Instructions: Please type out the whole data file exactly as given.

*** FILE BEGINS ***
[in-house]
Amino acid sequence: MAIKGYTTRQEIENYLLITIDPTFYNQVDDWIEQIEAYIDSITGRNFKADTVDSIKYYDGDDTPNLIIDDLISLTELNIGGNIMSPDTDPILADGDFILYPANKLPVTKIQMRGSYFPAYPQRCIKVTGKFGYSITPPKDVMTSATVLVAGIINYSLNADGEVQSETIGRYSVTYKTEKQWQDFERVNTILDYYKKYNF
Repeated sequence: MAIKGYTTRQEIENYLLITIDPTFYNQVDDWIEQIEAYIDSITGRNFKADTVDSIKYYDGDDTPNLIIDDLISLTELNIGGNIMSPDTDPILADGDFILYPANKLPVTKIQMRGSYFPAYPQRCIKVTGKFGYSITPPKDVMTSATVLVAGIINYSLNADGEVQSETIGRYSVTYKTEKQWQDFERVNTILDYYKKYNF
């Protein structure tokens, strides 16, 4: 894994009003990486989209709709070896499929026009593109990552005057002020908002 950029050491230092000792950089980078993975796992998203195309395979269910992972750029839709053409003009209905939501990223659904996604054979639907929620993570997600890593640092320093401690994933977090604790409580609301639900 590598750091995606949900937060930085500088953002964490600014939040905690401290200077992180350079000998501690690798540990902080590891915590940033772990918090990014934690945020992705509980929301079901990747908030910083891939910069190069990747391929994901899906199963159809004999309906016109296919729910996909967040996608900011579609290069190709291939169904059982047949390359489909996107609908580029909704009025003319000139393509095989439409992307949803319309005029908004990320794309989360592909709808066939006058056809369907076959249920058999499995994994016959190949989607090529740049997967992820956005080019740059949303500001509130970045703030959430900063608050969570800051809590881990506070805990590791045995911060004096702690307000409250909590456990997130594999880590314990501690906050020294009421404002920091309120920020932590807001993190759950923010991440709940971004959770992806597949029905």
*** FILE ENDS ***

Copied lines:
[in-house]
Amino acid sequence: MAIKGYTTRQEIENYLLITIDPTFYNQVDDWIEQIEAYIDSITGRNFKADTVDSIKYYDGDDTPNLIIDDLISLTELNIGGNIMSPDTDPILADGDFILYPANKLPVTKIQMRGSYFPAYPQRCIKVTGKFGYSITPPKDVMTSATVLVAGIINYSLNADGEVQSETIGRYSVTYKTEKQWQDFERVNTILDYYKKYNF
Repeated sequence: MAIKGYTTRQEIENYLLITIDPTFYNQVDDWIEQIEAYIDSITGRNFKADTVDSIKYYDGDDTPNLIIDDLISLTELNIGGNIMSPDTDPILADGDFILYPANKLPVTKIQMRGSYFPAYPQRCIKVTGKFGYSITPPKDVMTSATVLVAGIINYSLNADGEVQSETIGRYSVTYKTEKQWQDFERVNTILDYYKKYNF
């Protein structure tokens, strides 16, 4: 894994009003990486989209709709070896499929026009593109990552005057002020908002 950029050491230092000792950089980078993975796992998203195309395979269910992972750029839709053409003009209905939501990223659904996604054979639907929620993570997600890593640092320093401690994933977090604790409580609301639900 590598750091995606949900937060930085500088953002964490600014939040905690401290200077992180350079000998501690690798540990902080590891915590940033772990918090990014934690945020992705509980929301079901990747908030910083891939910069190069990747391929994901899906199963159809004999309906016109296919729910996909967040996608900011579609290069190709291939169904059982047949390359489909996107609908580029909704009025003319000139393509095989439409992307949803319309005029908004990320794309989360592909709808066939006058056809369907076959249920058999499995994994016959190949989607090529740049997967992820956005080019740059949303500001509130970045703030959430900063608050969570800051809590881990506070805990590791045995911060004096702690307000409250909590456990997130594999880590314990501690906050020294009421404002920091309120920020932590807001993190759950923010991440709940971004959770992806597949029905």